More than the coronavirus pandemic, the local nylon spinning industry is facing a severe threat from China. Along with the sharp fall in demand and with powerloom units still to restart, the existence of Surat’s nylon yarn spinning industry is being threatened by yarn imported from China.

 

In Surat, the nylon yarn manufacturing units employ about 10,000 workers and give indirect employment to over 50,000 people. Of the 16 nylon spinning factories in the country, 10 units are in and around Surat, contributing about 90% of India’s nylon yarn production. However, despite strong sentiments in favour of ‘vocal for local’ and ‘boycott China’ campaigns, manufacturing in the Rs 3,500 crore nylon yarn industry in Surat has dropped from 12,000 metric tonnes per month to 2,000 metric tonnes post- lockdown.

The annual imports of nylon yarn in India is about 25,000 metric tonnes and 60% of that comes from China alone. If this year too, Chinese nylon yarn of the same quantity comes to India, then the local industry will be severely affected.

 

“Chinese imports are severely damaging the existence of nylon yarn spinners in India,” said senior vice-president of Century Enka, Sanjay Mehrotra, who is also the secretary of Surat Nylon Yarn Spinners Association (SNYSA).

Mehrotra added, “Against less than 1% of India’s imports of nylon yarn being from China in 2016-17, the share of Chinese yarn increased to 60% of the imports in 2019-20. The industry needs protection from China to become ‘Atma-nirbhar’. Not just anti-dumping duty, but there is a need to review customs duty and the Free Trade Agreement (FTA) with Asian countries to protect domestic yarn spinners.”

In the domestic man-made fibre (MMF) basket, nylon yarn has less than 4% manufacturing share, with 90% consisting of the polyester consumed by domestic powerloom weavers. Around 10% of the powerloom weaving units use nylon yarn for manufacturing dupatta, high-value jacquard saris and square net fabric.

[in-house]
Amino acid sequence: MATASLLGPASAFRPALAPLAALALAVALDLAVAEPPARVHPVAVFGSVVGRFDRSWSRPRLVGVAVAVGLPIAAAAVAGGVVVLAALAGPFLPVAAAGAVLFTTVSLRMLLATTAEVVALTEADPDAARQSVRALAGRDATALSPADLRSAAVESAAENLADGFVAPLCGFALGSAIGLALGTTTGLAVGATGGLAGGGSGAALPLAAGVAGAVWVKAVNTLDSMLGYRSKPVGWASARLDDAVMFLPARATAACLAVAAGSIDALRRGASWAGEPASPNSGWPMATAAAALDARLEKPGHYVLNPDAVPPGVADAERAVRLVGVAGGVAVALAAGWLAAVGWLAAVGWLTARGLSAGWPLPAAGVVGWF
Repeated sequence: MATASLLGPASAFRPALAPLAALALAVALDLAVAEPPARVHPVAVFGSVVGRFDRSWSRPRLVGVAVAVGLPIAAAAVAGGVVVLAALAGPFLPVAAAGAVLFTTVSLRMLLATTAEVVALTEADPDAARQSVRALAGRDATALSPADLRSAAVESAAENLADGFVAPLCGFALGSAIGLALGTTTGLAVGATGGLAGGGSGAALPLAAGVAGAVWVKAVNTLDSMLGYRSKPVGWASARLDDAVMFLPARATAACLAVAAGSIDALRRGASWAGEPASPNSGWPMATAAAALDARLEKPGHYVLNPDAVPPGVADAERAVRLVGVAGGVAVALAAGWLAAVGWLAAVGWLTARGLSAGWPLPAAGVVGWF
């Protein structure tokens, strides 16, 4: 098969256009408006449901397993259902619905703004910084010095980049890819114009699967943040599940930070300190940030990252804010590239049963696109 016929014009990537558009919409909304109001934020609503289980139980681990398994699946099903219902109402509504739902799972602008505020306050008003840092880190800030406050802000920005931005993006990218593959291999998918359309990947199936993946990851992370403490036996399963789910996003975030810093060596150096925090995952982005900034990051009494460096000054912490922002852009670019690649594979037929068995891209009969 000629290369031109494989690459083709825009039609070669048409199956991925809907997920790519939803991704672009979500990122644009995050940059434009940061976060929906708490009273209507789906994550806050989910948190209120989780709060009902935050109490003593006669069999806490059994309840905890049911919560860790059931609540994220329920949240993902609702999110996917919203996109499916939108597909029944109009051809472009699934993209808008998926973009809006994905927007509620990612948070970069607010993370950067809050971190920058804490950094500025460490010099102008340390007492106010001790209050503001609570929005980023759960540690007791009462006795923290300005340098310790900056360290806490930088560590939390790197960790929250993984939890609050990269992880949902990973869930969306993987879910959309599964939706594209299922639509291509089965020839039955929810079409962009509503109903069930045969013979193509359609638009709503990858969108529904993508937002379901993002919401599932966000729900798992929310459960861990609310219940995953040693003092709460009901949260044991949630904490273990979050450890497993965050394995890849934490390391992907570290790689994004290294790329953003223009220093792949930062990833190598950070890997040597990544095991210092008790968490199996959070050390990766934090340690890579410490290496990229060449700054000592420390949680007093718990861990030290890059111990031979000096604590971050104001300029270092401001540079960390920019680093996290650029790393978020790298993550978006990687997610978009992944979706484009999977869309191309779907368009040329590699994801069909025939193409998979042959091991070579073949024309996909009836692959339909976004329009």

Nylon yarn imports in India stood at 18,000 metric tonnes in 2016-17 and China accounted for just 180 metric tonne or 1% of total imports. Now, the nylon imports surged to 25,000 metric tonnes in 2019-20 and China contributed 15,000 metric tonne or 60%. In volume terms, the imports from China have jumped 83 times in four years.

Industry experts say that during the pre-Covid period, the local industry had already shrunk to 70% of its installed capacity, being edged out by Chinese imports. Against the annual 1.98 lakh metric tonnes manufacturing capacity, the nylon spinning mills produced less than 1.20 lakh metric tonnes.

The Chinese exporters, according to the industry players, are dumping nylon yarn with heavy under-invoicing. The imported nylon yarn is about 10% cheaper compared to the yarn from Surat.

 

Vinay Agarwal, director, Aglon industries private limited said, “We invested Rs 100 crore in 2016, but due to increased imports from China, we are facing a huge challenge ahead. Our monthly production has reduced from 650 tonnes to less than 100 tonnes. If Chinese imports continue we will have to close.”

 

Narain Aggrawal, president of Surat Nylon Yarn Spinners Association said, “If Chinese yarn continues to be dumped here, yarn spinners will have to shut units.”

 

Anti-dumping duty

Three years ago, the nylon spinners had approached the Directorate General of Trade Remedies (DGTR) against the dumping of imported nylon yarn from China. After detailed investigation and due diligence, DGTR authorities issued their final findings. They found severe injury to the domestic yarn spinners and recommended anti-dumping duty on March 4, 2020.